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The Library and Twitter: An FAQ

Library of Congress Blog – “Twitter is part of the historical record of communication, news reporting, and social trends – all of which complement the Library’s existing cultural heritage collections. It is a direct record of important events such as the 2008 U.S. presidential election or the “Green Revolution” in Iran. It also serves as a news feed with minute-by-minute headlines from major news sources such as Reuters, The Wall Street Journal and The New York Times. At the same time, it is a platform for citizen journalism with many significant events being first reported by eyewitnesses.”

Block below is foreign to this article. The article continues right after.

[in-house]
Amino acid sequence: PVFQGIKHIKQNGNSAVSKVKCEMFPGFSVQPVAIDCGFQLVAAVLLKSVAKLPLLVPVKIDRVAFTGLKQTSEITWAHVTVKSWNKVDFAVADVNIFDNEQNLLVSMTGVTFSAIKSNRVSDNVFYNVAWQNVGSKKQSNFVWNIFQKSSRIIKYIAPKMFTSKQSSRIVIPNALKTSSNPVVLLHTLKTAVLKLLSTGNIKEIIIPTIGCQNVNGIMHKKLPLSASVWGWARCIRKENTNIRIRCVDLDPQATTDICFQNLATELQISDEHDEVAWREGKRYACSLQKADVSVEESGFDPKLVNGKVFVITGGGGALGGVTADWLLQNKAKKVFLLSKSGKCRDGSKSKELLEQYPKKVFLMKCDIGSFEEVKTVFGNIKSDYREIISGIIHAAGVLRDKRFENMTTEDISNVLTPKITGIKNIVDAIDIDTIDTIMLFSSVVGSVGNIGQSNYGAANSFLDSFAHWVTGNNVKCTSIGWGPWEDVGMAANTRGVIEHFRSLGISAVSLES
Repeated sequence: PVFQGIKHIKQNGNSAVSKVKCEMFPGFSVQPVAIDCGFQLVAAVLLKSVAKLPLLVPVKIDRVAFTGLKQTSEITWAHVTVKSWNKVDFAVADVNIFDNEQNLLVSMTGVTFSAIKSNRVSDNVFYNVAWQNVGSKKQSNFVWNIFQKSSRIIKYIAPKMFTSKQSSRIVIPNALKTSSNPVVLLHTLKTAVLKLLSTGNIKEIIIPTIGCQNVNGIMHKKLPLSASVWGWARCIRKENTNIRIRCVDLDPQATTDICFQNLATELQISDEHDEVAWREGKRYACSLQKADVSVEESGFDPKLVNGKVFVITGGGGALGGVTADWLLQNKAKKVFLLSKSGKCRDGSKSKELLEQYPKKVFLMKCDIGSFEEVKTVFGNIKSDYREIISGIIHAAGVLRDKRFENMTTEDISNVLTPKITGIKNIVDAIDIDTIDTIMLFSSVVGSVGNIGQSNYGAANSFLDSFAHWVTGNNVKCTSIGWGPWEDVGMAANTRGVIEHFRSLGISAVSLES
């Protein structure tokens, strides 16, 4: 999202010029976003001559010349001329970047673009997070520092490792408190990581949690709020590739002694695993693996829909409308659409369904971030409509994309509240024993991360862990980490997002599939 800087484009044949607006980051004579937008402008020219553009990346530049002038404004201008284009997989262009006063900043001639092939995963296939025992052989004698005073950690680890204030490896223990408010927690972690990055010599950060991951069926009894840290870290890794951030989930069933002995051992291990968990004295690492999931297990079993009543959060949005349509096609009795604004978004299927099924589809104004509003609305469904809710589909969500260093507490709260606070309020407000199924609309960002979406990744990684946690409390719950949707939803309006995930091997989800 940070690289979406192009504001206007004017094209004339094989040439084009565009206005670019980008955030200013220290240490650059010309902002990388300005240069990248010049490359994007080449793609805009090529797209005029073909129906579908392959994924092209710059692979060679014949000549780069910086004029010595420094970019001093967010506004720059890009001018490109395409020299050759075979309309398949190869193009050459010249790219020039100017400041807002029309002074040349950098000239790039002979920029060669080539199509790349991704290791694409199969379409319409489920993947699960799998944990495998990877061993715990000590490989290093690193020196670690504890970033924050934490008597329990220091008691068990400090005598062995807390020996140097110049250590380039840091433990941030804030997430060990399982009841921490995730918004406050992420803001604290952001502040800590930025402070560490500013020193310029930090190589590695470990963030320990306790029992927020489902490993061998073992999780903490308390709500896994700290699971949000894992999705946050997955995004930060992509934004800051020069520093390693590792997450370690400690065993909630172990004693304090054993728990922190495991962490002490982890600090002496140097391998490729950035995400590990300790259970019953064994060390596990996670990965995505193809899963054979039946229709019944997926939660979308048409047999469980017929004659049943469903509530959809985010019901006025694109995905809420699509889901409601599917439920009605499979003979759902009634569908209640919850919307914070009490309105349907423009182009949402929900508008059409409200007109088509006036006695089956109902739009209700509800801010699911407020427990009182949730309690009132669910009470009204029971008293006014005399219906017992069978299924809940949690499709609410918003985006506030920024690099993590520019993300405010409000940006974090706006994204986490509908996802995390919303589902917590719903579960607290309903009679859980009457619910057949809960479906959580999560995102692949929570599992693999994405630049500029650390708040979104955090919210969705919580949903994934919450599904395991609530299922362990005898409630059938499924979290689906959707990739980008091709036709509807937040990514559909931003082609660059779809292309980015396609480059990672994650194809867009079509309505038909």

2 Responses to “The Library and Twitter: An FAQ”

  1. Dr. Ron Ross
    April 29, 2010 at 4:59 pm #

    True citizen journalists are not content with Tweeting, but fact check, research and write with high journalistic standards. People who just Tweet or Facebook as they witness an event are not citizen journalists, they are eye witnesses. There is a difference, and to confuse legitimate, well-trained and properly motivated citizen journalists with eye witnesses is a mistake. In our book, “Handbook for Citizen Journalists” we make the case.


  1. The Library and Twitter: An FAQ | Library Stuff | The First Blog - April 29, 2010

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